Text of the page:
Leg length discrepancy is a condition where the length of one leg is different than the other (shorter or longer) because of either or both a functional (muscle/posture) or structural (bone/cartilage) abnormality. In the specific a functional leg length occurs when your legs are the same, but another condition such as pelvic tilt or piriformis shortening creates the appearance of one leg being longer or shorter than the other. A structural leg length inequality it means that there is a true difference. Osteopaths, chiropractors and physiotherapist should be able to determine the degree of leg length inequality using visual inspection and manual tests.
Leg length discrepancies can be caused by: hip and knee replacements, lower limb injuries, bone diseases, neuromuscular issues and congenital problems. Although discrepancies of 2 cm or less are most common, discrepancies can be greater than 6 cm. People who have LLD tend to make up for the difference by over bending their longer leg or standing on the toes of their shorter leg. This compensation leads to an inefficient, up and down gait, which is quite tiring and over time can result in posture problems as well as pain in the back, hips, knees and ankles.
The effects of limb length discrepancy vary from patient to patient, depending on the cause and size of the difference. Differences of 3 1/2 percent to 4 percent of the total length of the leg (about 4 cm or 1 2/3 inches in an average adult) may cause noticeable abnormalities when walking. These differences may require the patient to exert more effort to walk. There is controversy about the effect of limb length discrepancy on back pain. Some studies show that people with a limb length discrepancy have a greater incidence of low back pain and an increased susceptibility to injuries. Other studies do not support this finding.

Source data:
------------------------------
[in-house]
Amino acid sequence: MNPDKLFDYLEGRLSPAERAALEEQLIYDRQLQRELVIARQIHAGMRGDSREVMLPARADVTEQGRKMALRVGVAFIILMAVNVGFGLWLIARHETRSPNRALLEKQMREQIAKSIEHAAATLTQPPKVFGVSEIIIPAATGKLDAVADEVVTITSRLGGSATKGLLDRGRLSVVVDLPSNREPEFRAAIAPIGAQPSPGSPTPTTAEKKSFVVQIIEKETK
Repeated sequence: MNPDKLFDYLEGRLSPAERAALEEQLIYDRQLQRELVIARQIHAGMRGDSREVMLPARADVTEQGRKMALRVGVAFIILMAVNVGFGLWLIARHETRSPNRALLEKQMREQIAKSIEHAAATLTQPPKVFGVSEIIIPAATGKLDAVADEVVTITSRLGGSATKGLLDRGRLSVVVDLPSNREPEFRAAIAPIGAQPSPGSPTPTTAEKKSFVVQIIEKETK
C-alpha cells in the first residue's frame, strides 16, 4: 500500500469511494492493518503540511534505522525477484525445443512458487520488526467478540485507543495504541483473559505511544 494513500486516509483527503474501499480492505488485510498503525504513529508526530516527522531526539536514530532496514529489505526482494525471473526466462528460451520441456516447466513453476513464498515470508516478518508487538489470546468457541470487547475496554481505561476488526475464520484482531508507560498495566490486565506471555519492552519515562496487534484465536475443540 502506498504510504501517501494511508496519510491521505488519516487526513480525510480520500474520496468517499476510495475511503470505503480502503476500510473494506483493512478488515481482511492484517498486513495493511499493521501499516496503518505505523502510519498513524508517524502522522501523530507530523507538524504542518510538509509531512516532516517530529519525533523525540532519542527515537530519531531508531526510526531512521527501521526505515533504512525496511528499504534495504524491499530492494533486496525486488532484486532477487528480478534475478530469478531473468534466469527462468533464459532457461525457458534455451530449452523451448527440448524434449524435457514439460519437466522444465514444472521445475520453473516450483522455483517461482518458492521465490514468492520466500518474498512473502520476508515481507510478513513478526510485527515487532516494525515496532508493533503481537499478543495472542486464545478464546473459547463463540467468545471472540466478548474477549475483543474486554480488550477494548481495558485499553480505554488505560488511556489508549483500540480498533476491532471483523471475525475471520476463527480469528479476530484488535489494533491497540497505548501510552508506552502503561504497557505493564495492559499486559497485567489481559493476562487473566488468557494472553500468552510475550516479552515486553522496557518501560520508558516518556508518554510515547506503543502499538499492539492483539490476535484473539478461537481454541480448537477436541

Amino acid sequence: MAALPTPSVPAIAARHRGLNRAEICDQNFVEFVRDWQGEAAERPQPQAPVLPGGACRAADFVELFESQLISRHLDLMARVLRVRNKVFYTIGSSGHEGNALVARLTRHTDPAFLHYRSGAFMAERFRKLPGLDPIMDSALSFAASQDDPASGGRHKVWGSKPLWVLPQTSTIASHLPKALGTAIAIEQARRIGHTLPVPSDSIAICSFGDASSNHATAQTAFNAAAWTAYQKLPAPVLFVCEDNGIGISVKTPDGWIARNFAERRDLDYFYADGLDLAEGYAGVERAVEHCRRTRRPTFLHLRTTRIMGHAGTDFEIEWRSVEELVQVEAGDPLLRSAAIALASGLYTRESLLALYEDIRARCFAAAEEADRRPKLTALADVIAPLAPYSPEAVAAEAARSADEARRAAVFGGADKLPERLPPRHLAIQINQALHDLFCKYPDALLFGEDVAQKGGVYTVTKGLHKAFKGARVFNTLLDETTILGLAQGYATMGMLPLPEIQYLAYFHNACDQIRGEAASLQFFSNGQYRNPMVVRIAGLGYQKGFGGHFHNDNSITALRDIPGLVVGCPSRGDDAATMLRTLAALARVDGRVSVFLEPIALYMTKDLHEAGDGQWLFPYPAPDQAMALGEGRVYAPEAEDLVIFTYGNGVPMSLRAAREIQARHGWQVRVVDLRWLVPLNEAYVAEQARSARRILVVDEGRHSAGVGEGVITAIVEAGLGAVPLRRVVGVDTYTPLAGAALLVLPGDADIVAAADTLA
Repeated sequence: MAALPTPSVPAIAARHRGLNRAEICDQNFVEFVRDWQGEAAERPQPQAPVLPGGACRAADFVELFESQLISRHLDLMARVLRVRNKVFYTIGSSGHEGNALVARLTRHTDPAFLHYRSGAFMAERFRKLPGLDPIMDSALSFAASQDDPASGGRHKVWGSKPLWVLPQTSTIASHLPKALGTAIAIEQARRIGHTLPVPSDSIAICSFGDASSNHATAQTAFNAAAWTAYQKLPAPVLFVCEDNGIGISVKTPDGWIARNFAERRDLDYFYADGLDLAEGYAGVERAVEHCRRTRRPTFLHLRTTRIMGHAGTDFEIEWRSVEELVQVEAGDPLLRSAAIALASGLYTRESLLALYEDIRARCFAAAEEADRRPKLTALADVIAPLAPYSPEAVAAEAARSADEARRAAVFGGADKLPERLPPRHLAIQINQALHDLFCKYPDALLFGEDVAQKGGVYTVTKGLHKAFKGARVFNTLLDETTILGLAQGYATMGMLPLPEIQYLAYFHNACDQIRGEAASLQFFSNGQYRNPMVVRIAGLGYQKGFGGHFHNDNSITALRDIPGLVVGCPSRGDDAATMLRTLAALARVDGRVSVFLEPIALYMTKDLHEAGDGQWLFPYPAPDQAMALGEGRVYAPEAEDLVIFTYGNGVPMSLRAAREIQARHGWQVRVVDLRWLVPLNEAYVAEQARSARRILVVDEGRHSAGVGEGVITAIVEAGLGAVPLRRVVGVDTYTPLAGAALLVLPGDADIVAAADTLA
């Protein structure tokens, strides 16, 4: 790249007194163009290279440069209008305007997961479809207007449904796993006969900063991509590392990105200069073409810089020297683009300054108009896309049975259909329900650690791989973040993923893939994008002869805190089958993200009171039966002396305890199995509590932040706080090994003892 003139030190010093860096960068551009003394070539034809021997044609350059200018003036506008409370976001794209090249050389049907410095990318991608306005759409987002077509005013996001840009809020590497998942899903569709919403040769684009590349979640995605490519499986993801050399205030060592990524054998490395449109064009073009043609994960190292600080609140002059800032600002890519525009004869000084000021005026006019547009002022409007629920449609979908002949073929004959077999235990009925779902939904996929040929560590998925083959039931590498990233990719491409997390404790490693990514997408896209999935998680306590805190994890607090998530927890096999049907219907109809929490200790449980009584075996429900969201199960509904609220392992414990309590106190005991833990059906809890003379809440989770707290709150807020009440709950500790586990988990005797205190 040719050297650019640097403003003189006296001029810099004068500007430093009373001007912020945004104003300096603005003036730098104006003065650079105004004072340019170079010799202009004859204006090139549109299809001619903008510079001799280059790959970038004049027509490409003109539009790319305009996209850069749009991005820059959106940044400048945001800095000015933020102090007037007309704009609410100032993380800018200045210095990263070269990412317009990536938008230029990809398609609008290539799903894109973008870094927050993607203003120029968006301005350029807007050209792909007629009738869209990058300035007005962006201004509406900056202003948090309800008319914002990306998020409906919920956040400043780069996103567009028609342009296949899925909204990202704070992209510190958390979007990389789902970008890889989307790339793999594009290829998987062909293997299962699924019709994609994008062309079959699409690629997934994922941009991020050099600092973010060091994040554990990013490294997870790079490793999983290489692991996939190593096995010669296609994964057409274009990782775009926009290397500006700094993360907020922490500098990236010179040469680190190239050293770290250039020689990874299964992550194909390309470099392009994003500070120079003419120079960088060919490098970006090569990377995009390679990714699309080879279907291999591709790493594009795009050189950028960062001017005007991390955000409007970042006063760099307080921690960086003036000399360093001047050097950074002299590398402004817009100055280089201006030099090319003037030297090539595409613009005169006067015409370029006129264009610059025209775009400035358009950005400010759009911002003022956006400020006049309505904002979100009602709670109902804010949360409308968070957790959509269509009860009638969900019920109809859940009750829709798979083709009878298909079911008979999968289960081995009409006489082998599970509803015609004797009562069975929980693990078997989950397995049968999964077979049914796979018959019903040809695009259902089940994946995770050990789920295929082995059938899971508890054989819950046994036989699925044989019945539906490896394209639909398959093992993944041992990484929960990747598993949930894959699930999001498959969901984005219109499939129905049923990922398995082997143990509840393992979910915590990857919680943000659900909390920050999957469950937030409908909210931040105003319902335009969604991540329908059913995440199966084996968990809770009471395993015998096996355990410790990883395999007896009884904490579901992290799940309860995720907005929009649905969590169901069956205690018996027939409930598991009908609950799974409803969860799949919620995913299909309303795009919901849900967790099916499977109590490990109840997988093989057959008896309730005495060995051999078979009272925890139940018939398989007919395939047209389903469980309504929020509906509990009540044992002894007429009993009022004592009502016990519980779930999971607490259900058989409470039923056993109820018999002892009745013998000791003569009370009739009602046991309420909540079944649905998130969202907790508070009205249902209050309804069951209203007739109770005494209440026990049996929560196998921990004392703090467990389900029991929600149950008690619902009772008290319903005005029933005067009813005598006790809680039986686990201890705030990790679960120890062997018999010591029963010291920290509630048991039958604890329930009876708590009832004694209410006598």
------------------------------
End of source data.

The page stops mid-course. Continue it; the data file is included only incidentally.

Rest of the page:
The evaluation of leg length discrepancy typically involves sequential x-rays to measure the exact discrepancy, while following its progression. In addition, an x-ray of the wrist allows us to more carefully age your child. Skeletal age and chronological age do not necessarily equal each other and frequently a child's bone age will be significantly different than his or her stated age. Your child's physician can establish a treatment plan once all the facts are known: the bone age, the exact amount of discrepancy, and the cause, if it can be identified.
Non Surgical Treatment
A personalized approach to leg length discrepancy treatment works best for each patient. Your child's doctor will consider many factors when deciding on a course of treatment for this condition. Such factors can include your child's age, extent of the leg length discrepancy, medical history, how your child tolerates certain treatments and procedures, your child's health and prognosis, growth rate, and parental preferences. There is no cookie cutter treatment for each child, or even each centimeter of leg difference. Once all of these factors have been carefully considered, your child's physician will come up with an appropriate course of care. In situations of a very small leg length discrepancy, no treatment, only periodic medical evaluation, may be necessary.
The type of surgery depends on the type of problem. Outpatient procedures may be used to alter the growth of the limb. This is often done through small incisions. If an outpatient procedure is done, your child can continue with most regular activities. Other times, surgery may be very involved and require the use of an external device that is attached to the limb with pins and wires. This device may be left on for months to correct the deformity or lengthen the leg. If this type of surgery is required, your child will be making weekly visits to Cincinnati Children's.